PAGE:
Prison Officer Michael Vella opened the slow-sliding clunky prison doors. We were barely inside and he was already reminiscing about the production of When You Hear my Voice, which he described as the experience of a lifetime.

For once, we were not a number

He had been completely involved, not only in the logistics of guarding the inmates while acting, but also on stage – he played himself, a prison guard.

“When I think about it, I still get goose bumps.”

As he opened the cell doors for three of the inmates who had taken part in the play, he explains the weeks following the production, when the adrenaline bubble burst, were hard on the inmates.

As they greeted each other, the three young inmates were lost in animated conversation, recalling every performance and how liberating it all had felt. They laugh and cheer and describe the opportunity as “insane”, “crazy” and “amazing”.

Back in jail the inmates play chess. Photos: Darrin Zammit LupiBack in jail the inmates play chess. Photos: Darrin Zammit Lupi

On the last night, the St James Cavalier audience’s reaction had overwhelmed them with emotion: “We were crying and we couldn’t talk. Man, I miss it,” said Jose Gomez, 24, from the Bronx, New York.

After the last performance they spent several days locked up in their cells: “Doing nothing. Thinking. It was kind of sad,” said Mark Bennet, 21, an inmate from the UK.

“How long has it been?” Aulis Zopp, 23, from Estonia, asked as we all trail into the visitors’ parlour.

He is looking slightly jaded: for him going back to his previous routine was a “shock” and “time stopped”.

“It feels like we did the play six months ago. In here, a day is like three days; a week like a month.”

For a long while they all kept reliving the Shakespearian experience in their minds.

“But how long are you going to do that for? I even started thinking that perhaps it had been a bad idea to take part. It was such a wonderful, crazy experience that then you say: OK what am I going to do now?” Mr Zopp said.

Their nagging fear is that no one will remember their part in the production.

“We were told this would give us an opportunity in the outside world – but you do start to question that by the time we get out, everyone will have forgotten about it,” Mr Bennet added.

Would they do it again? Three pairs of eyes lit up, until Mr Bennet spoke for them all: “Yeah! Definitely!”

“For once, we were not a number, but individuals who did something outside of prison,” Mr Gomez said.

The Sunday Times has been following these inmates from the Young Offenders Rehabilitation Services (YOURS) section at the CCF, since their very first rehearsal with Bruce Wall, executive director of the internationally-renowned London Shakespeare Workout.

None of the inmates had ever set foot in a drama class. Yet, the production ran for four nights to a packed house, and was highly acclaimed, with critics calling it “a humbling experience to whoever watched it” and “a perfect example of the true redemptive power of language and literature”.

On the last night the inmates even exchanged their families’ home numbers – in the eventuality that they lose track of each other as they moved divisions in prison.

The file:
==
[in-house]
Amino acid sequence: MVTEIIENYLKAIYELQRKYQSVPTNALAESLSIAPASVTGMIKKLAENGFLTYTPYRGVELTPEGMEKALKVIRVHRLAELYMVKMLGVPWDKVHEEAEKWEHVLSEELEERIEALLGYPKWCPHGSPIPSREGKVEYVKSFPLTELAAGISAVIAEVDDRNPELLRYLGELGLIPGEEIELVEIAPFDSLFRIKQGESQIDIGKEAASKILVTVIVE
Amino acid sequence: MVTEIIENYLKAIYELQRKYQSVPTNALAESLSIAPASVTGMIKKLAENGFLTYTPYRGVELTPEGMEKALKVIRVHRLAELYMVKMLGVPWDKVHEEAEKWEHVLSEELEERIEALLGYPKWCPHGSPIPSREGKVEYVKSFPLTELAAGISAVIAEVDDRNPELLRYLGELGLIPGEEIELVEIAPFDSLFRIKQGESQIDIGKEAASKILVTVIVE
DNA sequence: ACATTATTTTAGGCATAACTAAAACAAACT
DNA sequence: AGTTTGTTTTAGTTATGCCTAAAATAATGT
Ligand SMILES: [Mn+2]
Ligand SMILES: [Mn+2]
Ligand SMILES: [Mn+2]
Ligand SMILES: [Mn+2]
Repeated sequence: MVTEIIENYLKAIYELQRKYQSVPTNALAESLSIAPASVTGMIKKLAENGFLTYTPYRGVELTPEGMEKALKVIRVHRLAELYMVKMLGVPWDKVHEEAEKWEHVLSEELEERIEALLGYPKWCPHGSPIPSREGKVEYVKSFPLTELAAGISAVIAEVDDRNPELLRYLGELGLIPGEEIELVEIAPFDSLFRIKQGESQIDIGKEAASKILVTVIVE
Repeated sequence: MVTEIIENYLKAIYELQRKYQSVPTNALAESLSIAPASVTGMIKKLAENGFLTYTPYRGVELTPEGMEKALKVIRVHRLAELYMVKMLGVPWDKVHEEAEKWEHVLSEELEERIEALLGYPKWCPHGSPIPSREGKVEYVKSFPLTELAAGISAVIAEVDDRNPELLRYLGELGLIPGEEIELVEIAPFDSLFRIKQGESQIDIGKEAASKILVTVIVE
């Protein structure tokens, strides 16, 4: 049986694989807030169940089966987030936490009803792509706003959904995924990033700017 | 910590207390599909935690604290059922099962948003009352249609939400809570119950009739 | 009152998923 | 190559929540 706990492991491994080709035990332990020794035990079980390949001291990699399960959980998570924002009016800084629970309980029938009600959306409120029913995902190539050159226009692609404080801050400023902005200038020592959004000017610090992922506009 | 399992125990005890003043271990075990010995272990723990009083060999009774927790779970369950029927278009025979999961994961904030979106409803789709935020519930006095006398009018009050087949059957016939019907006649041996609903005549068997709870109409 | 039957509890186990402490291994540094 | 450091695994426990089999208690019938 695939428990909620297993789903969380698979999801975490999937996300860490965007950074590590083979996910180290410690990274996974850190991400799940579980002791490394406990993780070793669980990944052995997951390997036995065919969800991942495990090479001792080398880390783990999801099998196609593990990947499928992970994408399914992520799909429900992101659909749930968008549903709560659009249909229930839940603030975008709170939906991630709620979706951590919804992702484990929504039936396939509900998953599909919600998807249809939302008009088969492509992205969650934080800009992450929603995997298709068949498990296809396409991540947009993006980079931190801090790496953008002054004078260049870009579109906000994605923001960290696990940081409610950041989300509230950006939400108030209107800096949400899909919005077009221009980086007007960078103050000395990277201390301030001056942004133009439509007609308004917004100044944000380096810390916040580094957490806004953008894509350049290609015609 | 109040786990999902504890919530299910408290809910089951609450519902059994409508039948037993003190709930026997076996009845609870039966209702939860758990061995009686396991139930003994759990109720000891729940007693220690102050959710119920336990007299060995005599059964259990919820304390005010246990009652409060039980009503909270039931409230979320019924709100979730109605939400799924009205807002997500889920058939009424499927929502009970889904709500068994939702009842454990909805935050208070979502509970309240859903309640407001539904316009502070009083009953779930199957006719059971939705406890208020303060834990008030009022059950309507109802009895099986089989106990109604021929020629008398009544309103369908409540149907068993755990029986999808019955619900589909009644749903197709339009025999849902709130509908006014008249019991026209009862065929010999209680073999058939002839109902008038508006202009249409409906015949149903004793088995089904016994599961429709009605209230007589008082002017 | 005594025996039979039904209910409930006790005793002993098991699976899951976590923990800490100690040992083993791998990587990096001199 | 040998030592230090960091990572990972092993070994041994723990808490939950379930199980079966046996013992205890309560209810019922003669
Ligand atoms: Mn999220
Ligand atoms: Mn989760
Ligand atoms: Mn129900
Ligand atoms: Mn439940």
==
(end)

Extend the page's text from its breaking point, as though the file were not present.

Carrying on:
Mr Zopp said their families talked regularly now and for the first time in his life his family approved of his friends. This gave him immense pride.

He said the experience had made him more “outspoken” and “less scared” about asking what he feels is right for him.

Realising the experience had changed them all, CCF operations manager Joanne Battistino set about finding the inmates who took part in the project work a job in the main prison to occupy their time all day long.

Mr Zopp now works in the tuck shop. Mr Bennet is awaiting a work posting but in the meantime he is also doing his English ‘O’ level. And Mr Gomez has been moved to the adult division, where he has taken up a computer course and works in the officers’ mess.

He has tried reading Shakespeare: “But, man it’s so complicated, without Bruce explaining it to you. He made it come alive.”

Although they are now busy, they are concerned there is no outlet for their emotions. “Emotions are trapped in this place. And somehow you have to release them or they get you into trouble,” said Jose.

Sport – which they practise regularly – is not enough for them.

“The predominant emotion released in sport is aggression. And there’s a whole ocean of emotions that you don’t normally deal with in here. You don’t want people to think you’re soft because they might think they can start messing with you.” explained Mr Gomez. Ms Battistino is set to make drama a mainstay of the educational provision at YOURS and with the support of the Home Affairs Ministry is in the process of organising drama classes for the young residents.

This will be good news for the inmates who find that drama has helped release their innermost feelings. When they got involved with the play, they were initially very robotic because of the wall they had built up around themselves.

Hugs after their successful stage production.Hugs after their successful stage production.

“Bruce helped us bring the wall down.” Now, the wall has gone up again and their plea is: “We need more drama here”.

Mr Gomez said taking part in the play gave him a different perspective on life.

“Makes you think what else can I do that I don’t know that I can do?”

Mr Bennet nodded in agreement: “There’s more to life out there. Taking part in this production has opened my heart, my mind and my future.”

On the way out, The Times’ photographer Darrin Zammit Lupi showed the multimedia feature of When You hear my Voice to the prison officer. Images of pre-production and the actual play, left him in tears.

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